The National Memorial Day Concert in Washington, D.C., has become a time-honored tradition since its inception in 1989. The daylong festivities celebrate and honor the service and sacrifices of the nation’s Armed Forces and its veterans from conflicts past and present.
Held on the West Lawn of the United States Capitol Building the day before Memorial Day, live musical performances complement a series of documentary films and raw footage that reveal an unadulterated look into the experiences of war and its effects on both the warfighter and families at home.
Broadcast by PBS nationwide to millions of Americans, it is rivaled only by the pageantry and theatrics displayed on Independence Day in the nation’s capital.
In 2005, just as she had done in years before, Junell Lofthus watched the National Memorial Day Concert from the comfort of her home in Edina, a suburb in Minneapolis, Minnesota.
“I’ve been a patriot all my life, and I always, always watch the National Memorial Day Concert,” said Lofthus.
Throughout her life, she said, “Memorial Day was never a day off for me. It’s a day to take time to remember.”
But that 2005 concert, she would come to find out, would have a prolific effect on her, unlike any other.
Among the star-studded list of guests and artists featured in the concert was Gary Sinise and the Lt. Dan Band, who played alongside the National Symphony Orchestra.
After the band performed its rendition of “Aint No Mountain High Enough,” and “God Bless the U.S.A.,” Gary took the microphone and delivered words of thanks and encouragement to the thousands of veterans and service members in attendance.
Despite being more than a thousand miles away, Gary’s heartfelt spirit of thanks resonated with Lofthus on a personal level so much so that she began closely following Gary’s philanthropic work from that moment onwards.
Year after year, Lofthus would tune in to PBS to watch Gary co-host the National Memorial Day Concert alongside Joe Mantegna, who now serves as an ambassador of the Gary Sinise Foundation.
Time and again, she would find herself inspired at every instance by Gary’s remarks about the nation’s veterans, service members, and their families. When a friend of her’s told her that Gary Sinise had a foundation, she found herself spurred into action to understand just what the foundation was about and who it served.
“I’m so touched by the mission of the Foundation and what Gary has accomplished,” she said.
When she began making donations to the Foundation in 2013, Lofthus saw her contributions as just one way to give back to service members and veterans she admirably refers to as heroes.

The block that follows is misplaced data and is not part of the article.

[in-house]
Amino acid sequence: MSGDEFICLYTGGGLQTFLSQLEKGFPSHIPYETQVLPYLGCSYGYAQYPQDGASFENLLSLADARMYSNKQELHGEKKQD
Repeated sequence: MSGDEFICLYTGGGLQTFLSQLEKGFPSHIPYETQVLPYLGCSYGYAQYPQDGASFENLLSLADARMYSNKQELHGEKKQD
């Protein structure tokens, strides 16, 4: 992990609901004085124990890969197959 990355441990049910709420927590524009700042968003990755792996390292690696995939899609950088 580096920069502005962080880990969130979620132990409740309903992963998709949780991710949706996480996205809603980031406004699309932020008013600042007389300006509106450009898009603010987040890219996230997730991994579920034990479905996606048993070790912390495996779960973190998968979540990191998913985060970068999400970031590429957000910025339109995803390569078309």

Owing to Gary’s leadership and longstanding advocacy for the military, first responders, and their families, Lofthus said, “He has really given of himself and his personal time and money just to make sure that our veterans are never forgotten, the military is never forgotten, our first responders are never forgotten, and that their families are helped.”
Before she moved from Minneapolis to St. Augustine, Florida, in 2011, Lofthus and her lifelong partner, Bill Slayton, a veteran himself who served in the Army during the Vietnam War era, had long been active members in the Fort Snelling Memorial Chapel Foundation.
As part of the now decommissioned fort — situated between St. Paul and Minneapolis, resting on Native American land at the junction of the Minnesota and Mississippi rivers — the foundation organizes nondenominational services inside the historic chapel.
Its motto, “Where the Veteran is Remembered,” was taken to heart by Lofthus, whose passion for military history brought her close to many veterans who participated in World War II.
Bill, for his part, served as a member of the Fort Snelling National Memorial Cemetery Rifle Squad, performing honor guard services at burials in honor of veterans laid to rest.
Participating in Chapel Foundation events that honored veterans was an endearing period of their lives. But most of all, it was their way of serving and remembering others.
In 2014, Lofthus decided to set her affairs in order with an eye towards planned giving, which included a planned gift to the Gary Sinise Foundation. A year later, she was in touch with the Foundation about her long term charitable plans, and in 2019 was honored to become a member of the Legacy Society.
Her confidence in the Foundation and its four programs led her to include the Gary Sinise Foundation, among several other nonprofits, listed as beneficiaries to annuities in her will.
The decision was not about leaving a legacy behind.
“I don’t want any recognition,” she said. “I have worked through high school, through college, and all my life. I want my money to go where it will help people in need.”
Long after she passes, Lofthus hopes that her gift will be “well-received with a lot of love, a lot of appreciation, and a lot of gratitude.”
“When I pass away, I’ll be a complete stranger to them but want to leave money behind to continue the programs that are a part of the Gary Sinise Foundation.”
Looking back on her life and the privileges she has enjoyed from the collective sacrifices of those who ensured her safety and prosperity, Lofthus introspectively asks herself, “What have I really done for someone else who has done so much for me?”
As a member of the Gary Sinise Foundation Legacy Society, Lofthus will leave behind a gift that will enable the Foundation to carry out its mission of addressing the evolving needs of military service members and veterans, first responders across the country, their families, and not least of which children of the fallen.
“I’m just a common person who just wants to help the people who served our country and those who sacrificed their lives every day to protect me after I leave this world.”
From one grateful American to another, Junell Lofthus is anything but common.